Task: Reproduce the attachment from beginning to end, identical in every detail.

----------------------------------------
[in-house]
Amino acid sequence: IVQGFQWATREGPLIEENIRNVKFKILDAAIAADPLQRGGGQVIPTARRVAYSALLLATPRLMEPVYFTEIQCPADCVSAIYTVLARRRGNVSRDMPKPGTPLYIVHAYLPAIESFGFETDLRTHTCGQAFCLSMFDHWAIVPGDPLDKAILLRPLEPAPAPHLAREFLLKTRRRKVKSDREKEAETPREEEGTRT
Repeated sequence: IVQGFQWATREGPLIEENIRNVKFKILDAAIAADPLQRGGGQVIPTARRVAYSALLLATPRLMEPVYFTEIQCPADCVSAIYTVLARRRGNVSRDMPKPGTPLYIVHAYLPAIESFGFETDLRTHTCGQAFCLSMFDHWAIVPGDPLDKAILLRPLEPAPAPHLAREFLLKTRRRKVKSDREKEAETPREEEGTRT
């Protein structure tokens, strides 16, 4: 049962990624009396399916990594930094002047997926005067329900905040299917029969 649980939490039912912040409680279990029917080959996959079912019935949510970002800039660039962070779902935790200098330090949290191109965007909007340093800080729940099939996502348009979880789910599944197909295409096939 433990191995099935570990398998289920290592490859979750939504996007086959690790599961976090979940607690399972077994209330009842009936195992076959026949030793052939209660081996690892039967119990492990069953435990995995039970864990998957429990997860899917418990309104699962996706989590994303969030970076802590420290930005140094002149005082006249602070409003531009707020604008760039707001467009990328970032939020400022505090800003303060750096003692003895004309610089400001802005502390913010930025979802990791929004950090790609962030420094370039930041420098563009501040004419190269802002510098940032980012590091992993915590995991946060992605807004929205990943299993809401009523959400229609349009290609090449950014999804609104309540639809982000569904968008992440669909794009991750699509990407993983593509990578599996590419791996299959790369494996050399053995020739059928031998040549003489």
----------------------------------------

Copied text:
[in-house]
Amino acid sequence: IVQGFQWATREGPLIEENIRNVKFKILDAAIAADPLQRGGGQVIPTARRVAYSALLLATPRLMEPVYFTEIQCPADCVSAIYTVLARRRGNVSRDMPKPGTPLYIVHAYLPAIESFGFETDLRTHTCGQAFCLSMFDHWAIVPGDPLDKAILLRPLEPAPAPHLAREFLLKTRRRKVKSDREKEAETPREEEGTRT
Repeated sequence: IVQGFQWATREGPLIEENIRNVKFKILDAAIAADPLQRGGGQVIPTARRVAYSALLLATPRLMEPVYFTEIQCPADCVSAIYTVLARRRGNVSRDMPKPGTPLYIVHAYLPAIESFGFETDLRTHTCGQAFCLSMFDHWAIVPGDPLDKAILLRPLEPAPAPHLAREFLLKTRRRKVKSDREKEAETPREEEGTRT
């Protein structure tokens, strides 16, 4: 049962990624009396399916990594930094002047997926005067329900905040299917029969 649980939490039912912040409680279990029917080959996959079912019935949510970002800039660039962070779902935790200098330090949290191109965007909007340093800080729940099939996502348009979880789910599944197909295409096939 433990191995099935570990398998289920290592490859979750939504996007086959690790599961976090979940607690399972077994209330009842009936195992076959026949030793052939209660081996690892039967119990492990069953435990995995039970864990998957429990997860899917418990309104699962996706989590994303969030970076802590420290930005140094002149005082006249602070409003531009707020604008760039707001467009990328970032939020400022505090800003303060750096003692003895004309610089400001802005502390913010930025979802990791929004950090790609962030420094370039930041420098563009501040004419190269802002510098940032980012590091992993915590995991946060992605807004929205990943299993809401009523959400229609349009290609090449950014999804609104309540639809982000569904968008992440669909794009991750699509990407993983593509990578599996590419791996299959790369494996050399053995020739059928031998040549003489």